Germany’s defense minister Christine Lambrecht plans to step down, according to a German government source, following a series of errors that badly hurt her credibility as commander-in-chief of the country’s armed forces.
The person said Lambrecht could announce her decision to resign as early as next week.
Her resignation will trigger huge uncertainty at a time when Germany is facing a momentous decision on whether to break with longstanding policy and supply battle tanks to Ukrainea move that chancellor Olaf Scholz has so far been reluctant to make.
Lambrecht was seen as a weak leader of a ministry that is at a critical juncture in its history. In the wake of Russia’s invasion of Ukraine, Scholz’s government promised a massive increase in military spending and created a €100bn investment fund for the Bundeswehr, the German armed forces, marking a fresh start after years of underfunding.
But the new equipment and weapons systems that Scholz promised for the military have yet to materialise, with Lambrecht often being blamed for the slow implementation of the spending reforms.
Anger in the poor state of the Bundeswehr boiled over last month after a training exercise when all 18 Puma infantry vehicles deployed in the drill had to be taken out of service. The Puma is one of the army’s most modern and advanced pieces of kit.
Bild Zeitung, the mass circulation daily, first reported Lambrecht’s intention to resign, saying she herself had taken the decision and was not being sacked by Scholz.
Potential replacements include Eva Högl, the parliamentary commissioner for the armed forces, and Siemtje Möller, the junior defense minister.
Another possible successor is Lars Klingbeil, leader of Lambrecht’s party, the Social Democrats (SPD), who comes from a military family.
But Klingbeil’s chances are seen as slim, because Scholz is committed to having an equal number of male and female ministers in his cabinet, and bringing in the SPD leader would upset the gender balance.
Lambrecht has long been one of the least popular ministers in Scholz’s cabinet. But calls for her resignation intensified after an awkward New Year’s address on Instagram in which she struggled to make herself heard above the noise of exploding fireworks and firecrackers in central Berlin.
In the video she referred to the war raging in Ukraine and then added that the conflict was associated for her with “many special impressions, many encounters with interesting, great people”.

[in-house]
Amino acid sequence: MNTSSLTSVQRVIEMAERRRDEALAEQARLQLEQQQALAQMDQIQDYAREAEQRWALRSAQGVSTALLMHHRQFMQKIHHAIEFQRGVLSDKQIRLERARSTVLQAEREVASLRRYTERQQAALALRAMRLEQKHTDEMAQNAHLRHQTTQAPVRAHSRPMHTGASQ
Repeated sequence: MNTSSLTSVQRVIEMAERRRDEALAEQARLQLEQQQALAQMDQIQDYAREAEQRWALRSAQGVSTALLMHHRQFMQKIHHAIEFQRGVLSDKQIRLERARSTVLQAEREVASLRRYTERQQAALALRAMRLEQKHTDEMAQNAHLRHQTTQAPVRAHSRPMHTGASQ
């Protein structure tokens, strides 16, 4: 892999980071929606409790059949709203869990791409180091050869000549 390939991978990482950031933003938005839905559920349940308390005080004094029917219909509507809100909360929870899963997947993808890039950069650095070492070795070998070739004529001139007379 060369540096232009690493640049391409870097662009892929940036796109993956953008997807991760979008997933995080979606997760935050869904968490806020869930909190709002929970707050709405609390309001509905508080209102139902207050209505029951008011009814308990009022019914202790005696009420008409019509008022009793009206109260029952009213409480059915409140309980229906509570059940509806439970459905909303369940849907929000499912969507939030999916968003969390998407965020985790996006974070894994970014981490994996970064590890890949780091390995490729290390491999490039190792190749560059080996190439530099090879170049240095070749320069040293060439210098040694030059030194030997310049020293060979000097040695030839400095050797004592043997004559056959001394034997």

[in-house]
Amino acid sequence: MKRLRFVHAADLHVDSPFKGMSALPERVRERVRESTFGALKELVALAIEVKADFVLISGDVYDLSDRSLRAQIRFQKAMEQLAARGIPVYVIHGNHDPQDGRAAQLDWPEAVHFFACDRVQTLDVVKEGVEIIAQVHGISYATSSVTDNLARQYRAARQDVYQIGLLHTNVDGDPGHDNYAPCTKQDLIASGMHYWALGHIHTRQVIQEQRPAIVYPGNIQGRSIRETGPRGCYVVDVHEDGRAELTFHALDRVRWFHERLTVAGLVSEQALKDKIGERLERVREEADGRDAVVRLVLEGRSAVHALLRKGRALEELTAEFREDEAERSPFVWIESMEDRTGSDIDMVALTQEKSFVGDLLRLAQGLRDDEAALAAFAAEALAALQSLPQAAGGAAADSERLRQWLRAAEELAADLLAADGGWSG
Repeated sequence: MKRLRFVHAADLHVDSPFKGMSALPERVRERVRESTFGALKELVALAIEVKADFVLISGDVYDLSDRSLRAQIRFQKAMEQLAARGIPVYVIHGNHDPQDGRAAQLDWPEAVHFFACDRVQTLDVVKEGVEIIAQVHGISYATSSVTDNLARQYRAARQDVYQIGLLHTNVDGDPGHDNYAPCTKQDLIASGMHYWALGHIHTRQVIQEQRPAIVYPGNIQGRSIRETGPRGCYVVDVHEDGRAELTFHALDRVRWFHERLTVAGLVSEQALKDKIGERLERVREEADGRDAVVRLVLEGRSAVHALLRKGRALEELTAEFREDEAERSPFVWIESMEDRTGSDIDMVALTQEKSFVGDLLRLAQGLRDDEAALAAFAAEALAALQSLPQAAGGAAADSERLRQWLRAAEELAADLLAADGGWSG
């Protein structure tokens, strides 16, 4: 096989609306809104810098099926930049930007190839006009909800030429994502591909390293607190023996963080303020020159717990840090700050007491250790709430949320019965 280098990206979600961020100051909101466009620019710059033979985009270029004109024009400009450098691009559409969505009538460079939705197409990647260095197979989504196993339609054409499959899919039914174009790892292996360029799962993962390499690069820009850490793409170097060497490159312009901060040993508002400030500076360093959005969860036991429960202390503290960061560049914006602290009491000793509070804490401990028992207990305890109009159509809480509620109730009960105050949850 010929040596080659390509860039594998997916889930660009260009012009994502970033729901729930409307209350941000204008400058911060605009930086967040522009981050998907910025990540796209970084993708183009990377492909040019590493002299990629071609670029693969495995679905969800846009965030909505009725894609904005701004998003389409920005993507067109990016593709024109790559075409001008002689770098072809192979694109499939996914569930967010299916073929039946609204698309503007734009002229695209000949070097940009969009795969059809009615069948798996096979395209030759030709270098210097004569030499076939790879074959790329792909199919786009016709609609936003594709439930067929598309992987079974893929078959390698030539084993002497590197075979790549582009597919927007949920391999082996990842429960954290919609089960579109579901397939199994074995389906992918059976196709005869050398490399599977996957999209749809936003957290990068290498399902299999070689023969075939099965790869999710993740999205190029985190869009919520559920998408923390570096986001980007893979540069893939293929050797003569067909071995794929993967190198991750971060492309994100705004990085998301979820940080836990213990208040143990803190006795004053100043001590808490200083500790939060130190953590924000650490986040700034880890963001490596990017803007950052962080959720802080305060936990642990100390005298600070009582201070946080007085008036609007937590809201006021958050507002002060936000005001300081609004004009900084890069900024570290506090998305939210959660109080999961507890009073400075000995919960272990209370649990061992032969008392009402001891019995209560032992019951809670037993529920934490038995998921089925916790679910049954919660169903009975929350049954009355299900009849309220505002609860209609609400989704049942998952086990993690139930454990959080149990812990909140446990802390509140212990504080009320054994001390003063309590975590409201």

The address was seen as spectacularly misjudged, even by close allies in the SPD, while many cabinet colleagues left speechless with embarrassment. “After that debacle she was a dead woman walking,” said one person familiar with the situation.
The opposition Christian Democrats called on Scholz immediately to sack her after the Instagram scandal, but he stood by her. Only a few days ago, his spokesman said that the chancellor had a good and trusting relationship with all his cabinet colleagues, and “that holds true” for Lambrecht too. In an interview in December, Scholz described her as a “first-class defense minister”.
The Instagram faux pas was the latest of a series of gaffes that had left Lambrecht’s reputation in tatters. In December 2021 she admitted in an interview that she did not know the various army ranks: five months later she told another newspaper that she still did not know them.
She was widely mocked shortly after the start of the Ukraine war when she was asked if Germany would provide military aid and replied that it would send Kyiv 5,000 helmets.
She also garnered widespread criticism after flying on holiday with her son using a government helicopter. He paid for the trip himself, but the public furore that broke out was seen as highly damaging, both to Lambrecht and the ministry.
Many observers said Lambrecht had never really wanted to be defense minister — she would have preferred to be named interior minister.
In a recent poll by the organization Civey for news portal t-online, 77 per cent of people called for her to be sacked, with only 13 per cent saying she should remain in office.